A caveat against dealings in a particular title to land can only be lodged by a person entitled to do so under Section 137 of the Land Transfer Act 1952.
That is a person who:
“… claims to be entitled to, or be beneficially interested in, the land … by virtue of any unregistered agreement or other instrument or transmission … or … any trust … or is transferring the land … to any other person to be held in trust.”
Once a caveat is lodged in the correct form alleging one of the above interests, the Registrar-General of Land is required to register the caveat. There is no discretion.
The effect of the registration of a caveat is to forbid the registration of any transfer or charge on the land affected, after the registration of the caveat.
The following interests in land will or may support the registration of a caveat:
The following rights and transactions will not support a caveat:
There are only three ways a caveat against dealings may be cleared off a land title, by:
Order under Section 243
The registered owner of the land can apply for an order that a caveat be removed.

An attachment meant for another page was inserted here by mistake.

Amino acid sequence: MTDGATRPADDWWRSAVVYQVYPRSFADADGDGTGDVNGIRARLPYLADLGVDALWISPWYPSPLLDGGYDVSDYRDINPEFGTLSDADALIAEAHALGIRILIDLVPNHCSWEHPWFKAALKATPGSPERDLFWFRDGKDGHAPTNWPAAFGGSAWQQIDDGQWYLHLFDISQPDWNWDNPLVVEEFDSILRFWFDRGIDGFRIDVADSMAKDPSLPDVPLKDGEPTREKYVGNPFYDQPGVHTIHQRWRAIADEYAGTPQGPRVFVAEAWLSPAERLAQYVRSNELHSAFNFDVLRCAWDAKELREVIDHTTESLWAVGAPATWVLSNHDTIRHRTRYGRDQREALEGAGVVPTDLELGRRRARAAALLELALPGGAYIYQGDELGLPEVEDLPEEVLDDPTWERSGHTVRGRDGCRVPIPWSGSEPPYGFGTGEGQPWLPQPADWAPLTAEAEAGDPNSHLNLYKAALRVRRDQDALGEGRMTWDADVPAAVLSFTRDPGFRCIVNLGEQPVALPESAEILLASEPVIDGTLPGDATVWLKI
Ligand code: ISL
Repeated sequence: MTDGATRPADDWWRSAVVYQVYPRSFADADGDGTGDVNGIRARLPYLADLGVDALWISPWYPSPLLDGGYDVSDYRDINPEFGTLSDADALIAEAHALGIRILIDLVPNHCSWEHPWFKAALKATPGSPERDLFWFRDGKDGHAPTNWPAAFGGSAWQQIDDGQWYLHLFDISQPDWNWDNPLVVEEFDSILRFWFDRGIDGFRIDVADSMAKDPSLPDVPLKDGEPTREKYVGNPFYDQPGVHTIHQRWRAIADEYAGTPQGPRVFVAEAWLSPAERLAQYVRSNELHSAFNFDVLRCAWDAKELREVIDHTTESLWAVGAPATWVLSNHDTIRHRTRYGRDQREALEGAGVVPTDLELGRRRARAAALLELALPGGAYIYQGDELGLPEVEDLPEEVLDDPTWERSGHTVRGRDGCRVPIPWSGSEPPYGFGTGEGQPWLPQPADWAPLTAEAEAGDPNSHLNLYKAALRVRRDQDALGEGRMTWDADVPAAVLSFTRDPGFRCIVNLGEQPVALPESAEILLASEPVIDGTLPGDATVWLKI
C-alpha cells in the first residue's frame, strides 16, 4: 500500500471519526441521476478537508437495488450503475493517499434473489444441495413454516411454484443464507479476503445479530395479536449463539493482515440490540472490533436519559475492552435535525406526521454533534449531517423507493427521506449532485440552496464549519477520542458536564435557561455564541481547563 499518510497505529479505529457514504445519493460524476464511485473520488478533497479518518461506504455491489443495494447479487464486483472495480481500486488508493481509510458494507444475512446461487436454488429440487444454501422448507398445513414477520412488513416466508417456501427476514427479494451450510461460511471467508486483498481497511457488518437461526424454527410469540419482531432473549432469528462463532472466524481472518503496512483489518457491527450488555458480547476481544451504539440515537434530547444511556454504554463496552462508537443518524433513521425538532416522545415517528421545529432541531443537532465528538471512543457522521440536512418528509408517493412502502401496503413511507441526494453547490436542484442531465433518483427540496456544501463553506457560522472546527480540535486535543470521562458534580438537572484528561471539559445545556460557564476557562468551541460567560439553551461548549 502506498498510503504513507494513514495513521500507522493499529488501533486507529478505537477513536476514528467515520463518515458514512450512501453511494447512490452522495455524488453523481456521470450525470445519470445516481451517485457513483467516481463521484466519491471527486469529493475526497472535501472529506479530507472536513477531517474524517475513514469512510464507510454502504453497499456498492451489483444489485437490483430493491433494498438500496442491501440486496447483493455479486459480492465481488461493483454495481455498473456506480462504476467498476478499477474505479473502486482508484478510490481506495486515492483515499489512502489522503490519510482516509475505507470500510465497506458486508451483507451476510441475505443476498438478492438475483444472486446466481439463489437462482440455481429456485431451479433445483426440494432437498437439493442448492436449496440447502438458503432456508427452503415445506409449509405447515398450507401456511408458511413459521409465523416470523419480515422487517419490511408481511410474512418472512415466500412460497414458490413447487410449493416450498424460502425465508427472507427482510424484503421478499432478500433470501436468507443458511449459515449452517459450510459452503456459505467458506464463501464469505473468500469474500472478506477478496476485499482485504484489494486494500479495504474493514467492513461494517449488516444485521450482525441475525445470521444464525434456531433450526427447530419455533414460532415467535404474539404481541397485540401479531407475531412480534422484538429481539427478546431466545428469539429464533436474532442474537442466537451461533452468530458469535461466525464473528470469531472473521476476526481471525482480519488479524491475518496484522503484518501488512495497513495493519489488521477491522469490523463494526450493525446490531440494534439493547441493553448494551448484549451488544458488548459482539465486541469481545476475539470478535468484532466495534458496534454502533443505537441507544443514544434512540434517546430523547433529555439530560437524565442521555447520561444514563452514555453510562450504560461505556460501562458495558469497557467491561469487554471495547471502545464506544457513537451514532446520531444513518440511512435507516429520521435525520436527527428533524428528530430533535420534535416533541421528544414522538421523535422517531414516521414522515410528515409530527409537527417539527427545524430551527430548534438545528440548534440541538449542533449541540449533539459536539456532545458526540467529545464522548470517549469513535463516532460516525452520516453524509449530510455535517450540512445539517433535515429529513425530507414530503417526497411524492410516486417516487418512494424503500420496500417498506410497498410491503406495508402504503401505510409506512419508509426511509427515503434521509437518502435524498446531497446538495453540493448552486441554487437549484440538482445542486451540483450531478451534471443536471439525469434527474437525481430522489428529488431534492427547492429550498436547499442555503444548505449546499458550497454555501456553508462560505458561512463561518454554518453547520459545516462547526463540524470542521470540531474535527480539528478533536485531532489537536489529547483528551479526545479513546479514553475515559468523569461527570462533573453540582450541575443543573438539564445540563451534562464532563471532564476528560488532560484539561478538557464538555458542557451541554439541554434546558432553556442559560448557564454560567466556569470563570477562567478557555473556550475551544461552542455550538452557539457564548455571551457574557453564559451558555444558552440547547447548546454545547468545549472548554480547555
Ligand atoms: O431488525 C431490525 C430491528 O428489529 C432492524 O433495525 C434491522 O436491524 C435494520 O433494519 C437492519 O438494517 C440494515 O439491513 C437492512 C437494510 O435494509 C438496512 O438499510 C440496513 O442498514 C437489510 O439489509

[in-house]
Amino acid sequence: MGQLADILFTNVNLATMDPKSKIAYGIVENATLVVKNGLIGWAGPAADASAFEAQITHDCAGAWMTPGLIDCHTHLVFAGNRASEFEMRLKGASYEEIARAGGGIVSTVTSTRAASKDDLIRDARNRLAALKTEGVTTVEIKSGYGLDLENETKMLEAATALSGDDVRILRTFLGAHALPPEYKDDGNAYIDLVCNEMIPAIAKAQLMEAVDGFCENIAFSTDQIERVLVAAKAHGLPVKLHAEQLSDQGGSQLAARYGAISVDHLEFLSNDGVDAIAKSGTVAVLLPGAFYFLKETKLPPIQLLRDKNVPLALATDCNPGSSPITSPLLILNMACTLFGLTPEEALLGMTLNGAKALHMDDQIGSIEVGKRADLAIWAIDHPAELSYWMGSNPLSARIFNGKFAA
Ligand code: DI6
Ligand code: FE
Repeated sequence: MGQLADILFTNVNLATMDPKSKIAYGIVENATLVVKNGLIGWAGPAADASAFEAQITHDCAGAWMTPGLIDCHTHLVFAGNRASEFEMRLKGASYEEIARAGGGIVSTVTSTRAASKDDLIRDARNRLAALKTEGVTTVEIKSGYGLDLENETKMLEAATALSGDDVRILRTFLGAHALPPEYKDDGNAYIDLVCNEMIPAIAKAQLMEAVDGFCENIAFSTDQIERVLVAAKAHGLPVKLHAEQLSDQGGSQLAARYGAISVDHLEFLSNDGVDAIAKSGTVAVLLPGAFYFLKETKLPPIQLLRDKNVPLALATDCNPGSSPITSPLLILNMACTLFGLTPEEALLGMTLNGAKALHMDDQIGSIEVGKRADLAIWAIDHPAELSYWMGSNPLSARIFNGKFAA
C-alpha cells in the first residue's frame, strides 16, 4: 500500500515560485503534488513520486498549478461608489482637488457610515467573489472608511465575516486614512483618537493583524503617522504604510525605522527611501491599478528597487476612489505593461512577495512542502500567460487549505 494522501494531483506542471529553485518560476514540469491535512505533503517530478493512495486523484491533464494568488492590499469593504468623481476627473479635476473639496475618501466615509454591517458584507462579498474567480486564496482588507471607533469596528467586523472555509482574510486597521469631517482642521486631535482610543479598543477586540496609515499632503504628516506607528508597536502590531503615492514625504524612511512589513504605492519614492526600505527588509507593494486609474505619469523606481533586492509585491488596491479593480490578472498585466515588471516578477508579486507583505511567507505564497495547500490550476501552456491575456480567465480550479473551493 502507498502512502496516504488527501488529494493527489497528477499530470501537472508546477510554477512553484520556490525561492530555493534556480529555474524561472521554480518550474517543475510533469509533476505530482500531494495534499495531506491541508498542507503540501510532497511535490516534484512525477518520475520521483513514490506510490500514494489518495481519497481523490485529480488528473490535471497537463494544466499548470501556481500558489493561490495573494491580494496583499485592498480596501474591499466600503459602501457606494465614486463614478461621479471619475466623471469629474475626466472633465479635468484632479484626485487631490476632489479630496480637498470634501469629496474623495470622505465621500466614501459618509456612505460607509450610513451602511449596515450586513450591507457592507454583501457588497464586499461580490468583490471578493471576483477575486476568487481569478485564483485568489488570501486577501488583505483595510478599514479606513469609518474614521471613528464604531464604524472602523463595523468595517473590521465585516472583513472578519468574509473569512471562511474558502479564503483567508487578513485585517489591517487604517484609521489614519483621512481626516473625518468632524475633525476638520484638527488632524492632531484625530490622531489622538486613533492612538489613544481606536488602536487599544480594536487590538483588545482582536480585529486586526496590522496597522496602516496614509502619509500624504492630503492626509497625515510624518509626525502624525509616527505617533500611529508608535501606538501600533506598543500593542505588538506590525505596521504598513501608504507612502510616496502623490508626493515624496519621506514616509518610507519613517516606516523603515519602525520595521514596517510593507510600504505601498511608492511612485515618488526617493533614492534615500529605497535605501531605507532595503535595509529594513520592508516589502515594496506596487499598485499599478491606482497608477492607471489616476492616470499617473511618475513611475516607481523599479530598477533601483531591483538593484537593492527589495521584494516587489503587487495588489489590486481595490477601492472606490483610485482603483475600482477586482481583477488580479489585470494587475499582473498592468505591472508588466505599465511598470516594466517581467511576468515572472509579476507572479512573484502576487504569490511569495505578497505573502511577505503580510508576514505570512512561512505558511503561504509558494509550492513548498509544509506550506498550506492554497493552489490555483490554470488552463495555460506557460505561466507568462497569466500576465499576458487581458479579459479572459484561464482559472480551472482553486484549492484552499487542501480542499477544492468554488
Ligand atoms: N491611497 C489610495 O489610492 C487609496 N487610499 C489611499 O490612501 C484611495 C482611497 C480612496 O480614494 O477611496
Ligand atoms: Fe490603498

The onus is on the caveator to establish the caveator has a reasonably arguable case for the interest claimed.
The Court has the discretion under Section 243 to make any order it thinks fit (removing or sustaining the caveat).
Lapse under Section 145
Under Section 145, a caveat lapses if notice is given to the caveator an instrument has been presented for registration by the Registrar-General of Land, and the caveator does not respond:
Section 145 therefore provides a procedure through which a person wishing to register an instrument affecting the caveated land can throw the onus of taking action to sustain or extend the caveat (or to prevent its lapse) on to the caveator.
These time frames are unable to be extended. Once a caveat has lapsed, the caveator is unable to re-lodge the caveat.
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